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Learn Windows XP Professional in 15 Minutes a Week: Implementing and Conducting Administration of Resources




by Jason Zandri

www.2000trainers.com


Welcome to this week’s installment of
Learn Windows XP Professional in 15 minutes a week, the sixth in the series.
With this article I will begin focusing on the next section of material which centers on Implementing
and Conducting Administration of Resources on Windows XP
Professional, this one covering Windows XP Professional file
systems.

Jason Zandri’s latest article in the Learning Windows XP Professional in 15 Minutes a Week series focuses on implementing and conducting the administration of resources on Windows XP Professional and specifically covers Windows XP Professional file systems.


Implementing and Conducting
Administration of Resources

File System
Overview

To have a
good understanding of how and why you can set up or deny
access to data on a Windows XP Professional system, you need
to have an underlying understanding of any native file
security that may or may not be in place.

One place
to start would be the file system the operating system is
utilizing.

Windows XP
Professional supports the three major computer files systems
of File Allocation Table (commonly known as FAT or FAT16),
FAT32 and NTFS.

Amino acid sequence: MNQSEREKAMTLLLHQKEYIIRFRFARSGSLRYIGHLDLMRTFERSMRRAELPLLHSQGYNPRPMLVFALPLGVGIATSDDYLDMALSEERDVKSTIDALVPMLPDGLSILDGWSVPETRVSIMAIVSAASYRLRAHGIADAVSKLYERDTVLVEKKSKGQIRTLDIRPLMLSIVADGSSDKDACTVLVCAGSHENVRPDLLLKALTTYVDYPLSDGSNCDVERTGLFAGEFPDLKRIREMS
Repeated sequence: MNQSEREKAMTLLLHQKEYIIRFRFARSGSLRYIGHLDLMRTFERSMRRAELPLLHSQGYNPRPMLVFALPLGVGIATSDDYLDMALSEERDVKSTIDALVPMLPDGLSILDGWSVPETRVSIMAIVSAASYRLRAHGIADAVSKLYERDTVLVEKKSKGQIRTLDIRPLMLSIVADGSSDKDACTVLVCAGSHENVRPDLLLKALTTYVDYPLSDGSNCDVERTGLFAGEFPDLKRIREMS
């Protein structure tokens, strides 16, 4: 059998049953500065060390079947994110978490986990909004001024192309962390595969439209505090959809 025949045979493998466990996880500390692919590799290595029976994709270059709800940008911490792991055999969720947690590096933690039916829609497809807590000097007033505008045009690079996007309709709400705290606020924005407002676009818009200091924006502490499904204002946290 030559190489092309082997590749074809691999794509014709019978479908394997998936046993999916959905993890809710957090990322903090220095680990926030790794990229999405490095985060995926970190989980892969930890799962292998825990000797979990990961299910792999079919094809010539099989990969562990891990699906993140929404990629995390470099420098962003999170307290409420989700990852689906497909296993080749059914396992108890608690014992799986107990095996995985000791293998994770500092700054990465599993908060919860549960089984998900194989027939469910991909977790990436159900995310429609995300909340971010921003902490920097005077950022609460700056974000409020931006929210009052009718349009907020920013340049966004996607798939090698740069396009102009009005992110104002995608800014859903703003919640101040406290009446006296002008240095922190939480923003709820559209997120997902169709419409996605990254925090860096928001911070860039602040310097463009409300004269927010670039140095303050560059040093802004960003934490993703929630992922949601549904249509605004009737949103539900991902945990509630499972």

FAT16

File
Allocation Table (commonly known as FAT or FAT16) is
supported by Windows XP Professional, all Windows operating
systems, and DOS, as well as a host of other non-Microsoft OSes.

FAT is allocated in clusters, the size of which are
determined by the size of the partition. The larger the
partition, the larger the cluster size. The larger the
cluster size, the more space “required” when using it to
store data.

FAT file
system cluster sizes

Partition Size     Cluster Size    FAT Type
0M to less than 16MB 4,096 bytes 12-bit
16M through 128MB 2,048 bytes 16-bit
128 through 256MB 4,096 bytes 16-bit
256 through 512MB 8,192 bytes 16-bit
512 through 1,024MB 16,384 bytes 16-bit
1,024 through 2,048MB 32,768 bytes 16-bit

As you can
see, with a 2GB partition size, (the maximum allowed under
FAT16 in most cases) if you were to save 50 different files,
all 1024 bytes (1KB) in actual size (or to have 50 fractions
of larger files “fall over” to the next cluster by that same
amount), the amount of hard drive space used up would be
1,638,400 bytes (a little over 1 MB), for 51,200 bytes of
actual data.

You can
obviously see that this is a serious problem when there are
thousands of small *.DLLs and other types of small files.

Also, with
the advent of super-inexpensive hard drives that are 80GB in
size, you can see where using FAT would be an issue as well.

In summary,
there are “advantages” for using the FAT file system on a
Windows XP Professional installation:

  • MS-DOS, Windows 95, Windows 98, Windows NT, Windows 2000,
    and some UNIX operating systems can use FAT16. If there is
    some reason to dual boot the system, FAT16 allows you the
    greatest number of options.

  • There are many software tools that can address problems and
    recover data on FAT16 volumes.

  • If you have a startup failure, you can start the computer by
    using a bootable floppy disk to troubleshoot the
    problem.

  • FAT16 is efficient, in speed and storage, on volumes smaller
    than 256 MB. 

(Those 50
files I mentioned above, all 1024 bytes (1KB) in actual
size, would use up “only” 409,600 bytes on a 400MB partition
formatted with FAT16 and “only” 204,800 bytes on a 250MB
partition.)

There are
also some FAT16 disadvantages as well:

  • The root
    folder (usually the C: drive) has a

    limit of 512 entries